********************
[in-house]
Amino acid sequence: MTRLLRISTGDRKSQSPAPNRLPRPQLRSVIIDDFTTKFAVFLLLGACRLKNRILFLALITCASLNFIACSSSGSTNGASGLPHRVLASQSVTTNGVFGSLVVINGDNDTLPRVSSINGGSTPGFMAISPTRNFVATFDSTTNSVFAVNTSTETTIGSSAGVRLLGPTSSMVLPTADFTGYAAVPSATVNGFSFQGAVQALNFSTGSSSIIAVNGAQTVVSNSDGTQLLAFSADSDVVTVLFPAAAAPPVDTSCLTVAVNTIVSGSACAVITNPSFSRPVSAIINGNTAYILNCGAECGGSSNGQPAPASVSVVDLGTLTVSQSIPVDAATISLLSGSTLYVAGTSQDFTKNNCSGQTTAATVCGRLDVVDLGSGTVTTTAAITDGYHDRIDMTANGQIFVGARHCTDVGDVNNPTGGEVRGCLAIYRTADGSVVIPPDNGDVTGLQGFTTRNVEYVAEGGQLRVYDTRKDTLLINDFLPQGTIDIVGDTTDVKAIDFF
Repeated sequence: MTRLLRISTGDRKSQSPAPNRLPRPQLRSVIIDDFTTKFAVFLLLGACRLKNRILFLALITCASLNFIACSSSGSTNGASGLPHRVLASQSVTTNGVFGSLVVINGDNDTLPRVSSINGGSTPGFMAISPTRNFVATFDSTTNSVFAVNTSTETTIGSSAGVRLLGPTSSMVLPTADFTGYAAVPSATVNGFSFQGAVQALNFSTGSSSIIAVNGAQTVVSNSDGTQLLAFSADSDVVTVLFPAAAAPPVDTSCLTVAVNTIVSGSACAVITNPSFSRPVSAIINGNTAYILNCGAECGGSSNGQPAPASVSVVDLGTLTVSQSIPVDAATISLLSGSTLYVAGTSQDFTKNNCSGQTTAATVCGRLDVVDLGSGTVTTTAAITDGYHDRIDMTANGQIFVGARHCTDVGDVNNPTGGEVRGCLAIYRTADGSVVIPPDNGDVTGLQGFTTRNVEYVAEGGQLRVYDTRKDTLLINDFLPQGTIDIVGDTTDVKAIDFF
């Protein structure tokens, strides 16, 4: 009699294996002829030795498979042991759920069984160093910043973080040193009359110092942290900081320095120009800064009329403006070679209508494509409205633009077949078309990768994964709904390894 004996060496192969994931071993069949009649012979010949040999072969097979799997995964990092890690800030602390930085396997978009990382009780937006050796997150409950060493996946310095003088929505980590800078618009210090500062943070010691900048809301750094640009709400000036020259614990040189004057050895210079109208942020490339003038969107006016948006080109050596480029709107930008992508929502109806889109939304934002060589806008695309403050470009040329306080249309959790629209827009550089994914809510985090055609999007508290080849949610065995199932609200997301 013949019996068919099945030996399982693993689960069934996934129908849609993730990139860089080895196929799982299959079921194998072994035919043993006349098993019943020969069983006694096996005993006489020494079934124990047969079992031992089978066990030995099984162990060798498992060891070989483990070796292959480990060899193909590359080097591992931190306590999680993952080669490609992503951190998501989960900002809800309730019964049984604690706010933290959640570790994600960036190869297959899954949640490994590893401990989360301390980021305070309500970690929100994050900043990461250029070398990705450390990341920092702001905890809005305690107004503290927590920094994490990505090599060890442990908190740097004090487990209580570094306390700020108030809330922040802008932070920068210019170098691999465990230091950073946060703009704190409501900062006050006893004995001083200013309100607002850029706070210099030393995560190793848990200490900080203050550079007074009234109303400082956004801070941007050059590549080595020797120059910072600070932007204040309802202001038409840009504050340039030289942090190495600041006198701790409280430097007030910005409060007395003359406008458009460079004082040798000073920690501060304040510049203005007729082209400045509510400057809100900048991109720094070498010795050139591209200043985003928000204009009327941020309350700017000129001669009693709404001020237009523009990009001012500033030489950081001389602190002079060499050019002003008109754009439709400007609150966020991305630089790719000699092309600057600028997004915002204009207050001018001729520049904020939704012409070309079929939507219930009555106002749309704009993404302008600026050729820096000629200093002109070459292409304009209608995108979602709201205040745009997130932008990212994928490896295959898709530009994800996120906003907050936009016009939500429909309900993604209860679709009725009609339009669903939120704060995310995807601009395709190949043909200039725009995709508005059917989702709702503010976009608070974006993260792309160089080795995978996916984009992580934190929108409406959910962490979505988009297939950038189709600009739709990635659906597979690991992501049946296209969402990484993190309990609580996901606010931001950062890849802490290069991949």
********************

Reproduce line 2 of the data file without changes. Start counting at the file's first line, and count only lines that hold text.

Amino acid sequence: MTRLLRISTGDRKSQSPAPNRLPRPQLRSVIIDDFTTKFAVFLLLGACRLKNRILFLALITCASLNFIACSSSGSTNGASGLPHRVLASQSVTTNGVFGSLVVINGDNDTLPRVSSINGGSTPGFMAISPTRNFVATFDSTTNSVFAVNTSTETTIGSSAGVRLLGPTSSMVLPTADFTGYAAVPSATVNGFSFQGAVQALNFSTGSSSIIAVNGAQTVVSNSDGTQLLAFSADSDVVTVLFPAAAAPPVDTSCLTVAVNTIVSGSACAVITNPSFSRPVSAIINGNTAYILNCGAECGGSSNGQPAPASVSVVDLGTLTVSQSIPVDAATISLLSGSTLYVAGTSQDFTKNNCSGQTTAATVCGRLDVVDLGSGTVTTTAAITDGYHDRIDMTANGQIFVGARHCTDVGDVNNPTGGEVRGCLAIYRTADGSVVIPPDNGDVTGLQGFTTRNVEYVAEGGQLRVYDTRKDTLLINDFLPQGTIDIVGDTTDVKAIDFF